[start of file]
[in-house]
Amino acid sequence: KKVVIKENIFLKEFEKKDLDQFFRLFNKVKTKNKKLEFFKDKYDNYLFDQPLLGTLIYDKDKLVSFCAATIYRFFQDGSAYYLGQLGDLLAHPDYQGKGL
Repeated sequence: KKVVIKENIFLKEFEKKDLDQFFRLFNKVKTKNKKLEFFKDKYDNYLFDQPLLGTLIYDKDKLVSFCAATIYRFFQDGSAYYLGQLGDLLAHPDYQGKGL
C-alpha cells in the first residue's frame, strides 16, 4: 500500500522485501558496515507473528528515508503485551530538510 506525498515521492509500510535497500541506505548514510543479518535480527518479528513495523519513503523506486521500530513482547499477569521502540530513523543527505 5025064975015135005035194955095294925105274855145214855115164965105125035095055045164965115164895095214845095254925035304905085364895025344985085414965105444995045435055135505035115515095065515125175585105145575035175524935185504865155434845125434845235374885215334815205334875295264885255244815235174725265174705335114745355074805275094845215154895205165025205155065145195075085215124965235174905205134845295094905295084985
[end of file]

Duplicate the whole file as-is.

[in-house]
Amino acid sequence: KKVVIKENIFLKEFEKKDLDQFFRLFNKVKTKNKKLEFFKDKYDNYLFDQPLLGTLIYDKDKLVSFCAATIYRFFQDGSAYYLGQLGDLLAHPDYQGKGL
Repeated sequence: KKVVIKENIFLKEFEKKDLDQFFRLFNKVKTKNKKLEFFKDKYDNYLFDQPLLGTLIYDKDKLVSFCAATIYRFFQDGSAYYLGQLGDLLAHPDYQGKGL
C-alpha cells in the first residue's frame, strides 16, 4: 500500500522485501558496515507473528528515508503485551530538510 506525498515521492509500510535497500541506505548514510543479518535480527518479528513495523519513503523506486521500530513482547499477569521502540530513523543527505 5025064975015135005035194955095294925105274855145214855115164965105125035095055045164965115164895095214845095254925035304905085364895025344985085414965105444995045435055135505035115515095065515125175585105145575035175524935185504865155434845125434845235374885215334815205334875295264885255244815235174725265174705335114745355074805275094845215154895205165025205155065145195075085215124965235174905205134845295094905295084985